JK Rowling has said on several occasions that Rickman was in her mind when she wrote the character of Professor Snape, and it truly is hard to imagine any other actor in the role. It’s an amazing achievement, when you look at all eight movies as a whole; the audience is required to believe that he is a terrible villain, capable of horrible cruelty; we need to hate him as much as Harry Potter does, and that’s a challenge when the actor is as beloved as Rickman was by the time he took on this role.
As the series progresses, we are asked to feel sympathy for Snape as a child and a young man, never popular, never fitting in, coming from a broken home. We see his helplessness over his estrangement from Lily, and his anguish when he realizes his actions have caused her death.
By the final movie, when Snape dies, you are cognizant of having lived through once of the most layered and complex character portrayals you’ve ever seen on film. Then you remember that he knew where Snape was headed all along (Rowling told him, as an enticement to take on the role) and yet never allowed that knowledge to bleed through his performance in the earlier films.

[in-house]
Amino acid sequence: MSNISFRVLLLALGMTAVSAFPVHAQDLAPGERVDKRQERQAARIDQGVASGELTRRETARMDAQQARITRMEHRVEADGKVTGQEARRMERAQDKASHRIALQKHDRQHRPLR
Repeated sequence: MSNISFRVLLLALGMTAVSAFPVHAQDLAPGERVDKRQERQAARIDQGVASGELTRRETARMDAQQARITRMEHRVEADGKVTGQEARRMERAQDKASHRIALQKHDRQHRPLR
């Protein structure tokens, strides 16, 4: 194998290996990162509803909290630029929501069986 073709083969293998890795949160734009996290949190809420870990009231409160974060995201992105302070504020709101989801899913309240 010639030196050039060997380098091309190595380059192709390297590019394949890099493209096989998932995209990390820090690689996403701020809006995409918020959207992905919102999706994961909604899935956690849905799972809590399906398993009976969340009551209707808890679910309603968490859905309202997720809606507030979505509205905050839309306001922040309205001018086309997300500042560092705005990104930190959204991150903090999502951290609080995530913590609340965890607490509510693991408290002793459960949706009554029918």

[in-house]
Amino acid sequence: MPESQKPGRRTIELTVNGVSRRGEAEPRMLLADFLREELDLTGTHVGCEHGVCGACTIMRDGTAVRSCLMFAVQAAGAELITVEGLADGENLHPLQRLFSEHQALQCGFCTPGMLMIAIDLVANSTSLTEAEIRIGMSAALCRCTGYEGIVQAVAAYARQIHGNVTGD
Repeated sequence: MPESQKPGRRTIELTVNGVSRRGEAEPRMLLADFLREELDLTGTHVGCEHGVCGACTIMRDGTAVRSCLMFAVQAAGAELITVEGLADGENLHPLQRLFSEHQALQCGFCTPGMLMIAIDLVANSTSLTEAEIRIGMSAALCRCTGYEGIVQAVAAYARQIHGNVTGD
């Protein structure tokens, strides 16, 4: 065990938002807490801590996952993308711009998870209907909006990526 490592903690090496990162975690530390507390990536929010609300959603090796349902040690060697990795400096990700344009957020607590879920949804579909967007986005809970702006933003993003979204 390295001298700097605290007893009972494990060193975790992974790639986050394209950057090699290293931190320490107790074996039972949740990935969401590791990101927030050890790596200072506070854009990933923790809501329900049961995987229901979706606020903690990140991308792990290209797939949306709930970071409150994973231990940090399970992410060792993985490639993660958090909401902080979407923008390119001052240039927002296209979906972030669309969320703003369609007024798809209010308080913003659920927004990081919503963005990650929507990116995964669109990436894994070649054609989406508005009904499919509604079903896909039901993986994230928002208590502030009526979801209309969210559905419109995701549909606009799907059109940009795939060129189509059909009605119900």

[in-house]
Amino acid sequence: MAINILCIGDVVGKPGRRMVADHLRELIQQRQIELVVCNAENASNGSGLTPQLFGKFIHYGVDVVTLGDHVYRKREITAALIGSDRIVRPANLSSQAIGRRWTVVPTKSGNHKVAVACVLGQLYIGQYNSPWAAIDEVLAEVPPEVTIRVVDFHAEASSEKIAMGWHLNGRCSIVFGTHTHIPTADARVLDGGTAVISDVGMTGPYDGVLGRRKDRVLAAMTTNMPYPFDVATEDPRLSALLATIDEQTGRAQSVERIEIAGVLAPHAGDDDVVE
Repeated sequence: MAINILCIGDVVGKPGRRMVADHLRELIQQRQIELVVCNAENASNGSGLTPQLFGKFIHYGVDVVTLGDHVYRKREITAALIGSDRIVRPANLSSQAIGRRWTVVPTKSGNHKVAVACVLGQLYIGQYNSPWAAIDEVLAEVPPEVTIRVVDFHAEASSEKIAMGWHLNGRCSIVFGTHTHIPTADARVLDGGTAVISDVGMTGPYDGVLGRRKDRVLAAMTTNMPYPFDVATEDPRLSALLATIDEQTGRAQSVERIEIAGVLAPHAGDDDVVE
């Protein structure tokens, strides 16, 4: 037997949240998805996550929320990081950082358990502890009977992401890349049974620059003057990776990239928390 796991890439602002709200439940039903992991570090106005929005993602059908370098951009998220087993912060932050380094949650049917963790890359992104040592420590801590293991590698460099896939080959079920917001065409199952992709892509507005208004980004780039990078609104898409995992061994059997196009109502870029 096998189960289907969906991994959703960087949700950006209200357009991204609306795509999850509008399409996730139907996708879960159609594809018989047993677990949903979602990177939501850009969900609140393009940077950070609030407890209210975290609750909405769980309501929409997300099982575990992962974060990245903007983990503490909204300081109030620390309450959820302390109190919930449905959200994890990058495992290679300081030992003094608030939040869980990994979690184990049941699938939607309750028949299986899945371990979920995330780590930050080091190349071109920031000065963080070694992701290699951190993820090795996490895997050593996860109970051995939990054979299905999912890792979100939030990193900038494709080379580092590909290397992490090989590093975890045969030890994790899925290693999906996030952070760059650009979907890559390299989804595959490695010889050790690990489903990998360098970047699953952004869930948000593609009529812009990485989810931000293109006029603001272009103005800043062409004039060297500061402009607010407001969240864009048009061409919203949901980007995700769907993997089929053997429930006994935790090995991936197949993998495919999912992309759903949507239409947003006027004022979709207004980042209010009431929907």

It’s pretty amazing, really, and it’s no wonder that a whole generation of young people (including my own 10 year old, who was devastated at the news that Snape had died) will forever associate him with this role.
I could go on. Alan Rickman had a steady career in film, and I’ve yet to see him in a movie where he didn’t elevate the performances of everyone around him. After his death, many actors talked about how generous he was, how unfailingly kind and encouraging, how warm and loving to his family and wide circle of friends. By all accounts he was not only a unique talent, but also a genuinely decent human being.
I’ll leave you with his last “performance”, a short narration of a charity fundraiser for Save the Children. Please, click on the link – each view means a donation to this worthwhile cause, and it’s a fine way to honour his memory.